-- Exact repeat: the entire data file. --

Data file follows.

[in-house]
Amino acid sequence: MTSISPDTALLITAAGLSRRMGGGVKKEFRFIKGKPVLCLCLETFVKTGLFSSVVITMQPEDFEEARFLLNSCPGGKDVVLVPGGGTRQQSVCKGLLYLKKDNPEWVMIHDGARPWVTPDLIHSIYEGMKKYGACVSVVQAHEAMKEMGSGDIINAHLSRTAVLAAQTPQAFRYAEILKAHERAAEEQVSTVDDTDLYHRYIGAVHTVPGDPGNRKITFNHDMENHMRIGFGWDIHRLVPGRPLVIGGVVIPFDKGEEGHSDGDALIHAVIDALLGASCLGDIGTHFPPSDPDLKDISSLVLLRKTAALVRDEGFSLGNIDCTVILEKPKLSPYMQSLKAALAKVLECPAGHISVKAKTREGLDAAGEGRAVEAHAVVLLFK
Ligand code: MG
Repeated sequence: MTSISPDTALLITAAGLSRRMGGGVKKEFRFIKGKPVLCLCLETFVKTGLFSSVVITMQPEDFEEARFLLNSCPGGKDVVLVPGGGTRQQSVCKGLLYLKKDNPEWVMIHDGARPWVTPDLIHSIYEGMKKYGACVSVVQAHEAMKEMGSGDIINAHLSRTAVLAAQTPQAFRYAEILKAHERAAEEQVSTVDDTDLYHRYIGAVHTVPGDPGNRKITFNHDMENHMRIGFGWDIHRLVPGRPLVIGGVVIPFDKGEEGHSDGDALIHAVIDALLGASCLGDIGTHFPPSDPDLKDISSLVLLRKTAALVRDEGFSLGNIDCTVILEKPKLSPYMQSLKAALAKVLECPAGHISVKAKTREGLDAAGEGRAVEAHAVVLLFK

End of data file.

[in-house]
Amino acid sequence: MTSISPDTALLITAAGLSRRMGGGVKKEFRFIKGKPVLCLCLETFVKTGLFSSVVITMQPEDFEEARFLLNSCPGGKDVVLVPGGGTRQQSVCKGLLYLKKDNPEWVMIHDGARPWVTPDLIHSIYEGMKKYGACVSVVQAHEAMKEMGSGDIINAHLSRTAVLAAQTPQAFRYAEILKAHERAAEEQVSTVDDTDLYHRYIGAVHTVPGDPGNRKITFNHDMENHMRIGFGWDIHRLVPGRPLVIGGVVIPFDKGEEGHSDGDALIHAVIDALLGASCLGDIGTHFPPSDPDLKDISSLVLLRKTAALVRDEGFSLGNIDCTVILEKPKLSPYMQSLKAALAKVLECPAGHISVKAKTREGLDAAGEGRAVEAHAVVLLFK
Ligand code: MG
Repeated sequence: MTSISPDTALLITAAGLSRRMGGGVKKEFRFIKGKPVLCLCLETFVKTGLFSSVVITMQPEDFEEARFLLNSCPGGKDVVLVPGGGTRQQSVCKGLLYLKKDNPEWVMIHDGARPWVTPDLIHSIYEGMKKYGACVSVVQAHEAMKEMGSGDIINAHLSRTAVLAAQTPQAFRYAEILKAHERAAEEQVSTVDDTDLYHRYIGAVHTVPGDPGNRKITFNHDMENHMRIGFGWDIHRLVPGRPLVIGGVVIPFDKGEEGHSDGDALIHAVIDALLGASCLGDIGTHFPPSDPDLKDISSLVLLRKTAALVRDEGFSLGNIDCTVILEKPKLSPYMQSLKAALAKVLECPAGHISVKAKTREGLDAAGEGRAVEAHAVVLLFK